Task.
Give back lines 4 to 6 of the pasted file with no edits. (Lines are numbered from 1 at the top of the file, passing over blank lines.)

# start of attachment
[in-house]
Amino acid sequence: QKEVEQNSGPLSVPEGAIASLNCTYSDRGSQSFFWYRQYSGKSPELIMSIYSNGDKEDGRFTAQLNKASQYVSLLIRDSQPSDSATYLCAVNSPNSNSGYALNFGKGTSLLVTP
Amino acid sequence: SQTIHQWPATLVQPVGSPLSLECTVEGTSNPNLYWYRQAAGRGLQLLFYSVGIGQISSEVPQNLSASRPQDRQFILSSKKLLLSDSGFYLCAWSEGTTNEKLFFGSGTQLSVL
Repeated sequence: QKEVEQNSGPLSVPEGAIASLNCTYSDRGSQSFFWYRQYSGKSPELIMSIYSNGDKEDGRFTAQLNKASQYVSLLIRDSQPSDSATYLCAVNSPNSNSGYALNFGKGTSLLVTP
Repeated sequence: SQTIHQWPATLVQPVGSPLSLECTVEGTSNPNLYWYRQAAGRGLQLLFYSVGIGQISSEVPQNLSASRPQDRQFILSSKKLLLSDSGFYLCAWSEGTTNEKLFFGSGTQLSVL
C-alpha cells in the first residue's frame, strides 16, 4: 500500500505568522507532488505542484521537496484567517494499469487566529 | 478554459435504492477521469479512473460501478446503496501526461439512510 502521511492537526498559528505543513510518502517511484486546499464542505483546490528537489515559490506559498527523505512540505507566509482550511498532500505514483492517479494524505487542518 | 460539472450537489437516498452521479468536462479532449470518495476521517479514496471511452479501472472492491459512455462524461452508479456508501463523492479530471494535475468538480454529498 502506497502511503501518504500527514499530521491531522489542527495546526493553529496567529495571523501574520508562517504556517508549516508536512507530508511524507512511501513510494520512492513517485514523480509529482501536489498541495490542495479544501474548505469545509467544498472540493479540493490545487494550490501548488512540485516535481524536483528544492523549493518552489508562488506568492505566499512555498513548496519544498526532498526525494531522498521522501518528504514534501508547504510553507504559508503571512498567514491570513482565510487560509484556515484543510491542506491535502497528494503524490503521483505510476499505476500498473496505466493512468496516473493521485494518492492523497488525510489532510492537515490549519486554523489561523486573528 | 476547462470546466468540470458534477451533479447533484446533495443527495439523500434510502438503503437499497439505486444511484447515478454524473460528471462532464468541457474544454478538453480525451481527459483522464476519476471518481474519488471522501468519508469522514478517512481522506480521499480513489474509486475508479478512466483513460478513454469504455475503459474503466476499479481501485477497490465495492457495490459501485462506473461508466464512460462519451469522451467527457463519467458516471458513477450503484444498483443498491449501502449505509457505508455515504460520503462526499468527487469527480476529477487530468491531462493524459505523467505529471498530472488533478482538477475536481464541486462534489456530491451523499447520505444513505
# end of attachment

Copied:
Repeated sequence: QKEVEQNSGPLSVPEGAIASLNCTYSDRGSQSFFWYRQYSGKSPELIMSIYSNGDKEDGRFTAQLNKASQYVSLLIRDSQPSDSATYLCAVNSPNSNSGYALNFGKGTSLLVTP
Repeated sequence: SQTIHQWPATLVQPVGSPLSLECTVEGTSNPNLYWYRQAAGRGLQLLFYSVGIGQISSEVPQNLSASRPQDRQFILSSKKLLLSDSGFYLCAWSEGTTNEKLFFGSGTQLSVL
C-alpha cells in the first residue's frame, strides 16, 4: 500500500505568522507532488505542484521537496484567517494499469487566529 | 478554459435504492477521469479512473460501478446503496501526461439512510 502521511492537526498559528505543513510518502517511484486546499464542505483546490528537489515559490506559498527523505512540505507566509482550511498532500505514483492517479494524505487542518 | 460539472450537489437516498452521479468536462479532449470518495476521517479514496471511452479501472472492491459512455462524461452508479456508501463523492479530471494535475468538480454529498 502506497502511503501518504500527514499530521491531522489542527495546526493553529496567529495571523501574520508562517504556517508549516508536512507530508511524507512511501513510494520512492513517485514523480509529482501536489498541495490542495479544501474548505469545509467544498472540493479540493490545487494550490501548488512540485516535481524536483528544492523549493518552489508562488506568492505566499512555498513548496519544498526532498526525494531522498521522501518528504514534501508547504510553507504559508503571512498567514491570513482565510487560509484556515484543510491542506491535502497528494503524490503521483505510476499505476500498473496505466493512468496516473493521485494518492492523497488525510489532510492537515490549519486554523489561523486573528 | 476547462470546466468540470458534477451533479447533484446533495443527495439523500434510502438503503437499497439505486444511484447515478454524473460528471462532464468541457474544454478538453480525451481527459483522464476519476471518481474519488471522501468519508469522514478517512481522506480521499480513489474509486475508479478512466483513460478513454469504455475503459474503466476499479481501485477497490465495492457495490459501485462506473461508466464512460462519451469522451467527457463519467458516471458513477450503484444498483443498491449501502449505509457505508455515504460520503462526499468527487469527480476529477487530468491531462493524459505523467505529471498530472488533478482538477475536481464541486462534489456530491451523499447520505444513505